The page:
Analysis of Metals in Sewage Sludge

Sewage sludge — a byproduct of wastewater treatment and domestic sewage — mainly contains organic matter dense in nutrients like phosphorus (P) and nitrogen (N), and hence, it can be used for replenishing farmlands of depleted soil.

Sludge has a tendency to concentrate harmful constituents, including heavy metals, present in wastewater because of the nature of the physicochemical process involved in the treatment of wastewater. Governmental regulations like the EPA Part 503 of the United States and the Sludge Directive 86/278/EEC of the European Union restrict the heavy metals content of sewage sludge. Concentrations of around 10 heavy metals, like As, Cr, Cd, Cu, Pb, Hg, Mo, Ni, Se, and Zn, are usually monitored in sewage sludge. If maximum permissible concentrations are not fulfilled, then incineration is predominantly used to dispose of sludge.

Sewage sludge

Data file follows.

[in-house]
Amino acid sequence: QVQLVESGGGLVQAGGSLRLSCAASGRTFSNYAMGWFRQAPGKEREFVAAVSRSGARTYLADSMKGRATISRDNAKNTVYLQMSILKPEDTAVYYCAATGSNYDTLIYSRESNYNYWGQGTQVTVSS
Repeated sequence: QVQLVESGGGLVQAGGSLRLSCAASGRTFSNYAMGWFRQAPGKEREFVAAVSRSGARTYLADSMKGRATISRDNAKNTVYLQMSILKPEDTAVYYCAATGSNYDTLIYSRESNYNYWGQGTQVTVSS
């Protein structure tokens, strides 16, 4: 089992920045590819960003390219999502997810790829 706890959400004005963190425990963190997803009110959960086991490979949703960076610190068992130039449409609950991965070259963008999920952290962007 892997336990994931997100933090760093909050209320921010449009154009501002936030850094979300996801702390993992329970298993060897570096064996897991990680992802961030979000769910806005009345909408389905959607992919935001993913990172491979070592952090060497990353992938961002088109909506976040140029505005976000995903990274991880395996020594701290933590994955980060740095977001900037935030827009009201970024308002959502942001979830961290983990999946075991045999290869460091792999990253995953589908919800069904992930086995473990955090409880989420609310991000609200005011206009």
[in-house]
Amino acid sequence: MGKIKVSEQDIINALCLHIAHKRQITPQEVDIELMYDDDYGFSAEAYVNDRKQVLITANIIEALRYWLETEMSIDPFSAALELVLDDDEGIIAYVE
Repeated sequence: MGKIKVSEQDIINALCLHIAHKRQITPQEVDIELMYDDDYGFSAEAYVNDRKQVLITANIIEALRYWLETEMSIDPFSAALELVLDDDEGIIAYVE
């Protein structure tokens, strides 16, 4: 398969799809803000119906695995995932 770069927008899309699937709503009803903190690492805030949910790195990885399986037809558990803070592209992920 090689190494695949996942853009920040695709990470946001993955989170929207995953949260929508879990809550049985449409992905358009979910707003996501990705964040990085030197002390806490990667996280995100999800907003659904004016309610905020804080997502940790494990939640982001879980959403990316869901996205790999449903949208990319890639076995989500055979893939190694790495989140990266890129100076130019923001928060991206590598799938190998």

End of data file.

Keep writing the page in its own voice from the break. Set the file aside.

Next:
Heavy elements present in sewage sludge can be suitably determined through energy-dispersive X-ray fluorescence (EDXRF), which depends on a highly sensitive detector to quantify the emission lines of all elements, right from sodium (Na, Z = 11) to uranium (U, Z = 92) at a few ppm to % w/w concentrations. Since sample preparation is minimal, a complete sample analysis can be done within 15 minutes.


The Thermo Scientific™ ARL™ QUANT’X EDXRF spectrometer is integrated with a 50 W Rh target X-ray tube, which is air-cooled with the highest excitation voltage of 50 kV, and also with a silicon drift detector (SDD). To improve the peak-to-background signals for all elements ranging from Na to U, a set of nine primary beam filters has been developed. The 10 position auto-sampler equipped with a spinner enables unattended analysis of various samples.